I’ve been involved as a fellow with SPECTRUM (Social Policy Evaluation Collaborative Team Research at Universities in Manitoba) since it began in 2019.  I have always been convinced that numbers and all the information that is routinely collected about people can tell us a lot, and I am super passionate about turning data into information that can create positive change. During my time with SPECTRUM, I’ve had the privilege of attending a few in person meetings as well as some virtual ones where I had the opportunity to meet many of the partners and connect with them about our common vision – to become a fairer and more just society!  I’ve also worked together with other partners to evaluate the workshops we’ve had to date.  The richest experience so far has been working together with a team of SPECTRUM partners on the very first project.  Being part of this from the design phase onwards has been a great opportunity to see the theoretical turn into practical.   

Aside from getting excited about numbers and changing the world, I also enjoy the things that balance me: time spent with my family, time spent outdoors, gardening, food preparation, running after a frisbee, making music, and a few other things. 


Emily Crocket (Brownell)
(pronouns: she/her)

Hi there! My name is Emily Crockett (Brownell), and my preferred pronouns are she/her/hers. I have a Bachelor of Health Sciences degree from the University of Manitoba (2017), and I am currently in the Master of Science program in the Department of Community Health Sciences at the University of Manitoba, working with Dr. Nathan Nickel as my advisor. My thesis work utilizes Indigenous research methodologies and focuses on the perinatal care experiences of First Nations women in Northern Manitoba. Throughout my Master’s program, I have worked as a student research assistant at the Manitoba Centre for Health Policy and the Children’s Health Research Institute of Manitoba, and as a health system development consultant during a summer placement with the Government of Manitoba.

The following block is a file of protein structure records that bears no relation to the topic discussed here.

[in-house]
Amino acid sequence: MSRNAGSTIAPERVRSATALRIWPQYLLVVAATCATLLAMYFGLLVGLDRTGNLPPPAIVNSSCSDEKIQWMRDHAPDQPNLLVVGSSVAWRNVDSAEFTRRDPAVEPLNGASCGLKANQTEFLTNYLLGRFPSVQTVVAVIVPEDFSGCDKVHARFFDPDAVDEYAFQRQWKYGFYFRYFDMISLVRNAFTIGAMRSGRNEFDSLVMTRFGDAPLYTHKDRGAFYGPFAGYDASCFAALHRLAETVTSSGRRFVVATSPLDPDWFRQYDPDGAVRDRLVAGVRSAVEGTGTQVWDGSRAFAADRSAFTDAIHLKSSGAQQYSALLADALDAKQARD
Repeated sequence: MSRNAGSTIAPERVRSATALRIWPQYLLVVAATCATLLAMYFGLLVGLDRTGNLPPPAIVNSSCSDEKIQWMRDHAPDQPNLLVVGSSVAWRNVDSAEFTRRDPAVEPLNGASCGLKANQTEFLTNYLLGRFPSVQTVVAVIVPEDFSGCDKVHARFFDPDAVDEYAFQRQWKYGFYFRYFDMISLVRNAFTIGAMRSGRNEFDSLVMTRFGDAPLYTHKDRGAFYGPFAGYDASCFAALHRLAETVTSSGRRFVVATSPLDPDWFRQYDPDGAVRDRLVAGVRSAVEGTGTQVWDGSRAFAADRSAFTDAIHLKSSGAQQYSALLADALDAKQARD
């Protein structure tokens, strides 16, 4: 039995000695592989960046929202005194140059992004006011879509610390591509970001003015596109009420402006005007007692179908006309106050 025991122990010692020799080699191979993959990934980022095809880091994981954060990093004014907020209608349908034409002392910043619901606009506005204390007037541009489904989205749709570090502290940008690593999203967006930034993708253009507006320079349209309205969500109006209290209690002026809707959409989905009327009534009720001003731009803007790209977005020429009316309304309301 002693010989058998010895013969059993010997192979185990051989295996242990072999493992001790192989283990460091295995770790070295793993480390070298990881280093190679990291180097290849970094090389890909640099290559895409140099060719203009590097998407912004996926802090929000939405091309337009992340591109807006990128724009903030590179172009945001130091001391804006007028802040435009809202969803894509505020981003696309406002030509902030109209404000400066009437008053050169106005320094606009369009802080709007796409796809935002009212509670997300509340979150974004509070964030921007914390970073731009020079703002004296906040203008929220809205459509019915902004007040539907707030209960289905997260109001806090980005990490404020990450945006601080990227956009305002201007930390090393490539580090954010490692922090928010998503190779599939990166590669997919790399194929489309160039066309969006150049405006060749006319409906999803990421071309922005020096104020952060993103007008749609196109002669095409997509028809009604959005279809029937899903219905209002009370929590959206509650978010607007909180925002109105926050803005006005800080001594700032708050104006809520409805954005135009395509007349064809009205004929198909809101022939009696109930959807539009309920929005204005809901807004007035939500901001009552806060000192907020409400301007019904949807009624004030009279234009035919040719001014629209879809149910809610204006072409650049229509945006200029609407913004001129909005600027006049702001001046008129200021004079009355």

I have been a SPECTRUM Fellow since fall 2019, and I have loved watching the partnership grow and evolve. I have been involved in several working groups and have helped facilitate workshops, write publications, grants, and newsletters, have helped with some behind-the-scenes work, and love connecting with the other Fellows on the team. I feel very fortunate to work with wonderful people on such an exciting project and I’m looking forward to being a part of the important work that SPECTRUM continues to do.